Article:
Student Athlete of the Week:

Crenshaw High School’s Armenia Pollard

Jason Lewis | 10/1/2015, midnight
Armenia Pollard plays basketball at Crenshaw High School with a certain aggression that many girls do not have. She’s naturally ...

Armenia Pollard plays basketball at Crenshaw High School with a certain aggression that many girls do not have. She’s naturally athletic, and gained her toughness as a young child because of the gender makeup of the street she grew up on.

“All boys, there were no girls on my block,” Pollard said. “They played like I was one of the guys. It made me more aggressive, tougher, and it gave me thicker skin. When I went from playing with the boys to the girls, it wasn’t completely easier, but it was softer. It wasn’t really as hard as I thought it would be. I’m a very aggressive player, and I think that it started from back then.”

Pollard did not limit herself to just playing basketball with the boys.

“I also played street football with them,” she said. “All the things that a tomboy would do. I wasn’t girly. But I actually did girly things on the side. I was a cheerleader, but I’d still go home and play football in the streets with the boys.”

Pollard has tried just about every sport. She participated in track, softball, volleyball, cheerleading, dance, but her true love became basketball.

“Basketball was my go-to when I had problems with something,” she said. “If I didn’t want to talk out my problems, I took them out on the court, so it was like my escape route.”

Pollard started playing organized basketball at the Vanguard Learning Center in Compton while in the sixth grade. She was also a cheerleader, which she considers a sport, for the Inglewood Jets youth football program. She was a cheerleader all the way until high school, when she gravitated to dance.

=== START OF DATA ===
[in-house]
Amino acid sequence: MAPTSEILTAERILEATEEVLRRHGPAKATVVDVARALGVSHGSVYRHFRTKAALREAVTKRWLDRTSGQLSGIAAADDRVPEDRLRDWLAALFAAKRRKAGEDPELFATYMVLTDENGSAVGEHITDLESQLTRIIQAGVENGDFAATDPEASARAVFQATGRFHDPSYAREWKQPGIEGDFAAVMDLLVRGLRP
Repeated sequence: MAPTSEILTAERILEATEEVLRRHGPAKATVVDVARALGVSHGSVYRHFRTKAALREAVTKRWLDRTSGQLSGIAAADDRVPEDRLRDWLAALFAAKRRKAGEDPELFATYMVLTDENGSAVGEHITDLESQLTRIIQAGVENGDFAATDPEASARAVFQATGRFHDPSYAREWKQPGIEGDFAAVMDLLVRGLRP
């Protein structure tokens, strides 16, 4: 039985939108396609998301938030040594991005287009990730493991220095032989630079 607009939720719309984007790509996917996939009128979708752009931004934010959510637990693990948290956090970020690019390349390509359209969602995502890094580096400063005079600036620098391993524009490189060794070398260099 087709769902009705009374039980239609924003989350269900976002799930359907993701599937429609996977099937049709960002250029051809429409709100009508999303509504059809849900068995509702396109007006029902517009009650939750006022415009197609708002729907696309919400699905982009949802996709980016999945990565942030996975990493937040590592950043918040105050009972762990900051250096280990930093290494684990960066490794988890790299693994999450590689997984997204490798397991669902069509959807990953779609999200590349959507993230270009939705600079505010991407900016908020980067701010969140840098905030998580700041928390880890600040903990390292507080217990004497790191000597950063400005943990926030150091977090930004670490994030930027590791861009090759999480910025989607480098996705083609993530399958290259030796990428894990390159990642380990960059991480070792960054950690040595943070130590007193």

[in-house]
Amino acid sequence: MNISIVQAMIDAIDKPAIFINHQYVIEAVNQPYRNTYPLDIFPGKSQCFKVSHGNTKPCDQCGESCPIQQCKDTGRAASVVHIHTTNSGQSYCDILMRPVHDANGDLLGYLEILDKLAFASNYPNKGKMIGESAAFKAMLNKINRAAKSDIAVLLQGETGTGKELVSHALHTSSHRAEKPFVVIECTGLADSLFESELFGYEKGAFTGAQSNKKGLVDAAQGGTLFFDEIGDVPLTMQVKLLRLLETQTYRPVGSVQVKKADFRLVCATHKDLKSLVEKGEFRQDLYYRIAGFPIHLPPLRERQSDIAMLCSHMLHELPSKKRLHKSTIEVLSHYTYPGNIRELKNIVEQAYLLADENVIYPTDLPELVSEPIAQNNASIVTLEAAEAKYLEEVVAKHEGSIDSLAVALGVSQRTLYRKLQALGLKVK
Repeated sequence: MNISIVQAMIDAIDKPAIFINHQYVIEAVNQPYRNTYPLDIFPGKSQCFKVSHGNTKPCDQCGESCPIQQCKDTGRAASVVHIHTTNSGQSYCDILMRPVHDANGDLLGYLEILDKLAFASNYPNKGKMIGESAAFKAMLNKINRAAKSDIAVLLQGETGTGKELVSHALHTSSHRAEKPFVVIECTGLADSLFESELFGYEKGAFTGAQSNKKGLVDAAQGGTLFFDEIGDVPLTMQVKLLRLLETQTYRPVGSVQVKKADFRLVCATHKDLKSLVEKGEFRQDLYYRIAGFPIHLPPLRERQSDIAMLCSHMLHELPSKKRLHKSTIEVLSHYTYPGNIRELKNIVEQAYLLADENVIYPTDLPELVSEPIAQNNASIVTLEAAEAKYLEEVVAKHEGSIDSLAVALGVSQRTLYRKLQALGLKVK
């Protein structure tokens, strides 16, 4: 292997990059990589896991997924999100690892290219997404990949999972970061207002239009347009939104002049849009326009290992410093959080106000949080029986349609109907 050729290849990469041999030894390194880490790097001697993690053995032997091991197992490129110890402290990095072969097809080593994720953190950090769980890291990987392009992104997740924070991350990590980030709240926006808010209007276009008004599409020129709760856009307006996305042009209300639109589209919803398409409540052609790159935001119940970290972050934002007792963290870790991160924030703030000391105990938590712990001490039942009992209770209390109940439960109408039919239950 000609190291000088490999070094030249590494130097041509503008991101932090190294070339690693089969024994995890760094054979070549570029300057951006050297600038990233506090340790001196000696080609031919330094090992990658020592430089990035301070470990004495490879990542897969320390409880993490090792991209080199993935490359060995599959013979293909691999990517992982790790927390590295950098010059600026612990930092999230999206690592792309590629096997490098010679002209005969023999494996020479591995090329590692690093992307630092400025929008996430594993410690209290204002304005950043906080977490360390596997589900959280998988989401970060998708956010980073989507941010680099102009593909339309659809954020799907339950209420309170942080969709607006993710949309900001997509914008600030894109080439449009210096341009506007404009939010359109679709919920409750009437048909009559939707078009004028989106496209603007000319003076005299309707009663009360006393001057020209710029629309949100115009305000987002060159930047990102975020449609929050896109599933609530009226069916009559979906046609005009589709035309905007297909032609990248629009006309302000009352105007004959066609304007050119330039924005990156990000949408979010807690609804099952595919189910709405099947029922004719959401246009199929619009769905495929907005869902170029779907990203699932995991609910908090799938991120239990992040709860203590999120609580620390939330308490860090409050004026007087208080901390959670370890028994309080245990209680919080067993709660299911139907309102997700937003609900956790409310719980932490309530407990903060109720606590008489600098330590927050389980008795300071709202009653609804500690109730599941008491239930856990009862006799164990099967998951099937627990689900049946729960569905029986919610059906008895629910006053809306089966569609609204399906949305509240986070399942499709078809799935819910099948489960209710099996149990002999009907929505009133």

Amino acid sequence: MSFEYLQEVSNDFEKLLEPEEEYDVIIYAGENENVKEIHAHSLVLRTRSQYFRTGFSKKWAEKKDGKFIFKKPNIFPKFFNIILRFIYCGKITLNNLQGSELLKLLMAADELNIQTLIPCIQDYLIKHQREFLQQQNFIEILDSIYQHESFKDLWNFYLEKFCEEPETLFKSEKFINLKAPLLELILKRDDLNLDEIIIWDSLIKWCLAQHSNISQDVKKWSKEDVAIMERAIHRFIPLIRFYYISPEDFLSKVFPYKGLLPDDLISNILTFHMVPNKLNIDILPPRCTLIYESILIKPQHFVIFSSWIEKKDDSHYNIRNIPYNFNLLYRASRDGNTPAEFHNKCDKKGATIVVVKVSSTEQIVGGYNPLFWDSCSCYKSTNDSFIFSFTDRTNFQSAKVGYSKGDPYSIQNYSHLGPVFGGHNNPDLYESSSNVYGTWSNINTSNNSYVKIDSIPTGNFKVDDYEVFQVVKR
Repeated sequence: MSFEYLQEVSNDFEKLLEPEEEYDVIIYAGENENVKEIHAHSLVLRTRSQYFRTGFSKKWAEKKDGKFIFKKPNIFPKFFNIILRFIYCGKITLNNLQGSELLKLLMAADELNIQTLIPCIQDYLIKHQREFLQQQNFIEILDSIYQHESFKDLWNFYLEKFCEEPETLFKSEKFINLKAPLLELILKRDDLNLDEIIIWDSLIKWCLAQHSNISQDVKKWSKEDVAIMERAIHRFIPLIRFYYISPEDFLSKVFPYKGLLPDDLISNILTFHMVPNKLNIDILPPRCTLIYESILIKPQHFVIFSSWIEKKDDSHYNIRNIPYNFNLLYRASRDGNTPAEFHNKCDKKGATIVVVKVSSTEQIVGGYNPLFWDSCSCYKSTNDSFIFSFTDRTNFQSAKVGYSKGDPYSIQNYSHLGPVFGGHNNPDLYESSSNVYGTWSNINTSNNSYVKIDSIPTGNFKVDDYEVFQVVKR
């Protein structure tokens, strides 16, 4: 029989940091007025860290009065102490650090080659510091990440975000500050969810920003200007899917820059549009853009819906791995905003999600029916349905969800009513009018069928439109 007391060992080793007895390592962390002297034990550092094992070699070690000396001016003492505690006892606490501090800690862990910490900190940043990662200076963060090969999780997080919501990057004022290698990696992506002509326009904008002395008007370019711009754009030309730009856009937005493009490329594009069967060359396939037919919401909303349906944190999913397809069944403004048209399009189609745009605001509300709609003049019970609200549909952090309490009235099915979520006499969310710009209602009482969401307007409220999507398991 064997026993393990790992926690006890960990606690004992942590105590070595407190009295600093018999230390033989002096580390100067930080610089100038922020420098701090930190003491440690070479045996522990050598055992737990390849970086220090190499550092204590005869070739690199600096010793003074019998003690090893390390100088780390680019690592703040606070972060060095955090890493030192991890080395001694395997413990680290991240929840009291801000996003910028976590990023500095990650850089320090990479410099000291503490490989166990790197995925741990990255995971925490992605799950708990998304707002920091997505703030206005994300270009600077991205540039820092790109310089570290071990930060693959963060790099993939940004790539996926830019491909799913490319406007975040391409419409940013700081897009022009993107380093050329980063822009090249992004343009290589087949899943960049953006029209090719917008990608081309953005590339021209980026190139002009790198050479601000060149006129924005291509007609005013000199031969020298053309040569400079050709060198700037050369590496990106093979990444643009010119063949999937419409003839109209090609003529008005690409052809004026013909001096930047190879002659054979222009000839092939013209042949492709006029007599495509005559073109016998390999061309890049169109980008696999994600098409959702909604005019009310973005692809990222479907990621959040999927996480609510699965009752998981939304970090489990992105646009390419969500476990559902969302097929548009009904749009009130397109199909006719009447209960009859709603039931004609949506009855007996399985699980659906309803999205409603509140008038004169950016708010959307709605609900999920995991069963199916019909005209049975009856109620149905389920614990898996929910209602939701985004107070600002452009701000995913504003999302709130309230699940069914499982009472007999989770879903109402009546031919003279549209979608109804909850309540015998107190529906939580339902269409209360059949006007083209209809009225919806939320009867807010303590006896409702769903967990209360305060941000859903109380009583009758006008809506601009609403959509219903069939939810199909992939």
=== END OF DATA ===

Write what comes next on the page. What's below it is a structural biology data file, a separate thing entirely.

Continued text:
“When I came here [to Crenshaw High School] I wanted to cheer, but my mom didn’t want me to because she was tired of paying for the uniform, and then I noticed that the dance team was better, so I went the dance route,” Pollard said.

Her high school athletic career got off to a quick start; she received some playing time on the varsity team as a freshman, and she became a starting guard as a sophomore. This year she is transitioning to point guard and she credits her athletic background from playing various sports as the reason why she has been successful.

“Every sport has its own unique tools that you need to be successful,” Pollard said. “If you put all of them together, there shouldn’t be anything that you can’t do.”

Pollard also excelled in the classroom, taking advance placement and honors classes, with math being her favorite subject.

“I like the challenge that I get from trying to solve the problem,” Pollard said. “Knowing that there is a solution that I can get to, it just challenges my brain.”

Pollard is taking the SAT this Saturday, which could be a problem for her. That is because she will have to find time to sleep, since she is a part of the high school’s Team Heal program. In this role, she works as an athletic trainer at all of the games, so she will be at Crenshaw’s football game the night before her big test.